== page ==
About Ed Roberts
Ed Roberts was a charismatic leader in the independent living movement who championed the rights of people with disabilities. When he contracted polio, his doctors told his family that he would be a vegetable for the rest of his life. Ed later recalled this edict, saying “If I’m a vegetable, I’ll be an artichoke, prickly on the outside, with a big heart in the middle.”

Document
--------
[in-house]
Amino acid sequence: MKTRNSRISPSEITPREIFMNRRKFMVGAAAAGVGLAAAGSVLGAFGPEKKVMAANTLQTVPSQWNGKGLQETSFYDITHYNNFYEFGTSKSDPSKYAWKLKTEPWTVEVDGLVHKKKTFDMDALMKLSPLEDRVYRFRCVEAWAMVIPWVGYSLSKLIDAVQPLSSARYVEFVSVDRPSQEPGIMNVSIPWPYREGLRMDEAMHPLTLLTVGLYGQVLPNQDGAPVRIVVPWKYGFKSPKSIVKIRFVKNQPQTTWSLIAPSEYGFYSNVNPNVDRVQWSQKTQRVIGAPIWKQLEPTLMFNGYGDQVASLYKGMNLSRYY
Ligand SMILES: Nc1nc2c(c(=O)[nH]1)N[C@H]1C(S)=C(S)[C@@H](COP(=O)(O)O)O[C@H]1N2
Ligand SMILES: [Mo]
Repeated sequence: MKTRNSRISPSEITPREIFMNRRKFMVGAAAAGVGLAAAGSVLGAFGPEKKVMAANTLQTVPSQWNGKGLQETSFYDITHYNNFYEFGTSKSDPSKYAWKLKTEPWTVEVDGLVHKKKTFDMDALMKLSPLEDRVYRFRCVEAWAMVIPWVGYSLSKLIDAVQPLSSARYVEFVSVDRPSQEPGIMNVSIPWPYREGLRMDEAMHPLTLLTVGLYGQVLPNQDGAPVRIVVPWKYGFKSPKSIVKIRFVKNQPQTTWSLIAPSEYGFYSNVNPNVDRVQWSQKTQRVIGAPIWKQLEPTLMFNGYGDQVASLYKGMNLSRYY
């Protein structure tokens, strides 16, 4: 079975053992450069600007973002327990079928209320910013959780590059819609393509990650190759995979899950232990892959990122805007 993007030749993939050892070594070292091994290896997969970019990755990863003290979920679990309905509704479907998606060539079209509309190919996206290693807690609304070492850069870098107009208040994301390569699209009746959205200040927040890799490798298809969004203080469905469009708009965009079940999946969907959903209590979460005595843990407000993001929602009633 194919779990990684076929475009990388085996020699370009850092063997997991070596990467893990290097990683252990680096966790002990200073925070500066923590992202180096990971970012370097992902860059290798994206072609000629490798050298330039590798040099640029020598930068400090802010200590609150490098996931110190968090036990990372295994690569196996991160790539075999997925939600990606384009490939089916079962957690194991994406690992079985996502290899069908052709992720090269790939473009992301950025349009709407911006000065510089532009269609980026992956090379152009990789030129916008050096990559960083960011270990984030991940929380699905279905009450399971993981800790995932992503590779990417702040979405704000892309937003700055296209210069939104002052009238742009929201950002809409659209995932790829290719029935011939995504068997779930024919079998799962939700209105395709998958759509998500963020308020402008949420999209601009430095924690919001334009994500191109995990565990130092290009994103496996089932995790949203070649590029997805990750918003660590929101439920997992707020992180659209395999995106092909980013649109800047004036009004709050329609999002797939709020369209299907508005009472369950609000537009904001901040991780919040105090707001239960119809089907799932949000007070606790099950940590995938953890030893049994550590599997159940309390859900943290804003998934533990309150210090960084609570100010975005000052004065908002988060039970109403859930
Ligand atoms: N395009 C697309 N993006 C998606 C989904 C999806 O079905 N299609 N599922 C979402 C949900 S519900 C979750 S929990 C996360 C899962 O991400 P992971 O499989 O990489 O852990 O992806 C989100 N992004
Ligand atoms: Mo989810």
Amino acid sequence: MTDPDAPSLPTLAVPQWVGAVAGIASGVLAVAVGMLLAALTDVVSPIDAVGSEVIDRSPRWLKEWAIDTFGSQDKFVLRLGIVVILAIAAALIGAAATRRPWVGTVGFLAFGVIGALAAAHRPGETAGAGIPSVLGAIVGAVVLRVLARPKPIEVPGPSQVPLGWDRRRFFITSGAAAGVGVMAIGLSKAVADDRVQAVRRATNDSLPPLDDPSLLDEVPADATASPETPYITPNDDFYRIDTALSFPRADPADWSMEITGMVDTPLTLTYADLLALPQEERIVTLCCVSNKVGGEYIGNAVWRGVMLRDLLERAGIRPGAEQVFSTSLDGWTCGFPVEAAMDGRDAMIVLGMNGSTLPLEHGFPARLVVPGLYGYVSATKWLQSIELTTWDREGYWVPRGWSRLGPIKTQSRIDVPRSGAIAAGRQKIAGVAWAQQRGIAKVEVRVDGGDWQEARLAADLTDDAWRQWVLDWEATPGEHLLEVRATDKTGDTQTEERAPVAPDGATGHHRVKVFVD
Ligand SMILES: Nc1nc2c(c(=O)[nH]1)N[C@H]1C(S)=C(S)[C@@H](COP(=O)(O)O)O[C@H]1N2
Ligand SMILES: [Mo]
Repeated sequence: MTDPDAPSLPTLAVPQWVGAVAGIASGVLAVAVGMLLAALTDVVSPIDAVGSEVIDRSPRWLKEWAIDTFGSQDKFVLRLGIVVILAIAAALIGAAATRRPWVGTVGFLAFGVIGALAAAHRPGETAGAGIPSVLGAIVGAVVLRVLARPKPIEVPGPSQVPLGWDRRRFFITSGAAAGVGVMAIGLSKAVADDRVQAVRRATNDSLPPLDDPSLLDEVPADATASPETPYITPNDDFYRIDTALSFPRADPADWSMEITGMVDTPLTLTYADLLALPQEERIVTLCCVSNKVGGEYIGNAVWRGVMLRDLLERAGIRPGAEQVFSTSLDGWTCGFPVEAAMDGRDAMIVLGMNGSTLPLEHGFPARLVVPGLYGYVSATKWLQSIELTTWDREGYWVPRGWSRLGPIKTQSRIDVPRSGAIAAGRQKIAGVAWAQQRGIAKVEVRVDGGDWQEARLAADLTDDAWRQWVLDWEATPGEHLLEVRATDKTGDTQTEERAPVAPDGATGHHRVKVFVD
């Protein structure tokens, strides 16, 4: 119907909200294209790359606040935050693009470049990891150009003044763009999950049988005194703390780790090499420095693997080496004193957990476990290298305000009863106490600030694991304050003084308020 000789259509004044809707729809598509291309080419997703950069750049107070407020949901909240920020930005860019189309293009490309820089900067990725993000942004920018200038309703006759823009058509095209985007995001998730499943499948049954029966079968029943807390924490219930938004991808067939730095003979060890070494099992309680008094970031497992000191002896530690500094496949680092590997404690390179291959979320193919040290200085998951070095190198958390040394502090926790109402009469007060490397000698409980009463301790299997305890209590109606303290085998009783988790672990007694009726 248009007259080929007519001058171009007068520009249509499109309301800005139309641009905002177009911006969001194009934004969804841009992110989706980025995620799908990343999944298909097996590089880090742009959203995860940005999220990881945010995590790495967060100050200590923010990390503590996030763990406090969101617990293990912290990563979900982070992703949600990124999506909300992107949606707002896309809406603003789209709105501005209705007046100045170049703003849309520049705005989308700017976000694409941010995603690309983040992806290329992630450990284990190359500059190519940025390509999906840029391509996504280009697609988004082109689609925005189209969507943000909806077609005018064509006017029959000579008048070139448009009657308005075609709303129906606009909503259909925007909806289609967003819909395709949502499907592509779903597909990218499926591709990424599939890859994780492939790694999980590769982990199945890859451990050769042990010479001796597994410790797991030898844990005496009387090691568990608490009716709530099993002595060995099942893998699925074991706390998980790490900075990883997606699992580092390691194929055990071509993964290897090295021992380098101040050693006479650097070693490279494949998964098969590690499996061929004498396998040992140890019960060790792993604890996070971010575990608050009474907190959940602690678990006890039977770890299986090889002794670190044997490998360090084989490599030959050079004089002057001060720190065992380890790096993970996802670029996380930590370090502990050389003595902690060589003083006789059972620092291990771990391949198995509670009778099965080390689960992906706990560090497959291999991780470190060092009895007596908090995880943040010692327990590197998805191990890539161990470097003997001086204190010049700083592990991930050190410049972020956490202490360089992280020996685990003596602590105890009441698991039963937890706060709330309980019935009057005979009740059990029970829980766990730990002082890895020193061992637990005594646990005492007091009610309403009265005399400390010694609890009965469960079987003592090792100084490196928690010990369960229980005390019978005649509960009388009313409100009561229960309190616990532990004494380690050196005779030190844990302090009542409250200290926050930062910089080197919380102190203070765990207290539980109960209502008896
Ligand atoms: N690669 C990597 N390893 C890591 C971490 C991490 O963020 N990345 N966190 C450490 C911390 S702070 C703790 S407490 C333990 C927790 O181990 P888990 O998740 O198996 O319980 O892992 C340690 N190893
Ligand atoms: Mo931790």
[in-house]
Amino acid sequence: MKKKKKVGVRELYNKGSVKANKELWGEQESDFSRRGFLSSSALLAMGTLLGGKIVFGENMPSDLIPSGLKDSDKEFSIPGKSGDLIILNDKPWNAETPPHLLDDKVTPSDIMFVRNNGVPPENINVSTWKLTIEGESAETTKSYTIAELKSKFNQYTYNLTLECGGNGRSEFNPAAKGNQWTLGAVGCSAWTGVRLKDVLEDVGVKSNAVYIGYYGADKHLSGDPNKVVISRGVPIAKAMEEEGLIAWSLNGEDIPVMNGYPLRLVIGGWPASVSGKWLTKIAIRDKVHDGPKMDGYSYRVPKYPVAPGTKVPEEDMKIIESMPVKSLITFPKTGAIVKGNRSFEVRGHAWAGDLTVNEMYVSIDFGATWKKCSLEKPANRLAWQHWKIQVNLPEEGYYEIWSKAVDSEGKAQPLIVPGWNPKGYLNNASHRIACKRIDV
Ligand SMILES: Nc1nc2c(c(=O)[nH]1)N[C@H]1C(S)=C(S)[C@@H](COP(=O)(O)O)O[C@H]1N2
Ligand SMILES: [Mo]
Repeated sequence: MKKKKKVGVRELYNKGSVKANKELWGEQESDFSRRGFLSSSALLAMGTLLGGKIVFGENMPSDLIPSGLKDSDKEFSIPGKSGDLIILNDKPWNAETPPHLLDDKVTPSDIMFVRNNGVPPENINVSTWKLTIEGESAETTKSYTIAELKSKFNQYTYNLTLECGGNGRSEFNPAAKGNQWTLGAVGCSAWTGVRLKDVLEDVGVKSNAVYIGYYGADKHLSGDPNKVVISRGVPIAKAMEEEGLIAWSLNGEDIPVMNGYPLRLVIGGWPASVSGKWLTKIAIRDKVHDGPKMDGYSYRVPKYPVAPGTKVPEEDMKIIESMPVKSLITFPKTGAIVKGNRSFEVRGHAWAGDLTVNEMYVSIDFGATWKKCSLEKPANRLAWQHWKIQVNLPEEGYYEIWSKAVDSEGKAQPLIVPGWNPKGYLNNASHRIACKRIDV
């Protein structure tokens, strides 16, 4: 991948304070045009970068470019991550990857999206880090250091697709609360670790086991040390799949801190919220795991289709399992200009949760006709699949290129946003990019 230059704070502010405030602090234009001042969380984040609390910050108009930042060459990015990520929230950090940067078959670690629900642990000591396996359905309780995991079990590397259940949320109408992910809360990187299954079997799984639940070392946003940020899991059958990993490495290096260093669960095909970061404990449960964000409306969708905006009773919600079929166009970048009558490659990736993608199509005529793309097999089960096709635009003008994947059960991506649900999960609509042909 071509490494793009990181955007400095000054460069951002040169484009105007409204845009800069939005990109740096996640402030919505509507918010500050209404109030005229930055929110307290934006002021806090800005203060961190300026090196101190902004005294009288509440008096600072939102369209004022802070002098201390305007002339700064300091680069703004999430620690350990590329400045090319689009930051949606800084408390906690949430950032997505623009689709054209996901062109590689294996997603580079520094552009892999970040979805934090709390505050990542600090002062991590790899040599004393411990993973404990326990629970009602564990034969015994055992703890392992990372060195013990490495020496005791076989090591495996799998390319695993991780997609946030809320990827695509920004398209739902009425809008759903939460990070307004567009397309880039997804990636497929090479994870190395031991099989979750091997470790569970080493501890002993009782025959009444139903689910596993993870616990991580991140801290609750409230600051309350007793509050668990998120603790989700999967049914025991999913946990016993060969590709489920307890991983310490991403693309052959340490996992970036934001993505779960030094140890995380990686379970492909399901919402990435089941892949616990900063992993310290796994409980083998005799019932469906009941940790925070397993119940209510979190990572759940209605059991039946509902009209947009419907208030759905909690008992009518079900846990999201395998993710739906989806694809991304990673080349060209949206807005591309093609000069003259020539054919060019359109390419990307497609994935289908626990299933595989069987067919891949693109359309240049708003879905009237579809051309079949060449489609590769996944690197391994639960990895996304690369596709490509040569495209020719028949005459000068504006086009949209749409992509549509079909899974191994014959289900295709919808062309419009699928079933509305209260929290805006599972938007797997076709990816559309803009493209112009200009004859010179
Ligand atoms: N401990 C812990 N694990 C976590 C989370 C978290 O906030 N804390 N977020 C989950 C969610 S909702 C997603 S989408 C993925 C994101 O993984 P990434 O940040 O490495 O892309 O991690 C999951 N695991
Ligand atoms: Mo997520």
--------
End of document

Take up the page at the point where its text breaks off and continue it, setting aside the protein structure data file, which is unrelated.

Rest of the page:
Ed was a brilliant student and with the support of his mentors and his mother, Zona Roberts, he applied to the University of California, Berkeley, which had never accepted a severely disabled student. He was accepted, somewhat accidentally, and arrived on a campus totally unprepared to accommodate him. Because he used an iron lung, he was housed in the campus hospital, where he was joined in following years by other students with severe disabilities. Ed learned of a Federal funding opportunity for special programs on college campuses and led an effort to gain funding for a physically disabled student program at Cal. This program helped disabled students live independently in dorms or the community, and was the model for the formation of the Center for Independent Living (The Cil) in 1968. Ed became Executive Director of The CIL in 1974 and in 1976, he was appointed the State Director of Vocational Rehabilitation by Governor Jerry Brown. He became an influential and revered advocate for people with disabilities, and in 1983, received a MacArthur “Genius” Fellowship, which he used to help establish the World Institute on Disability.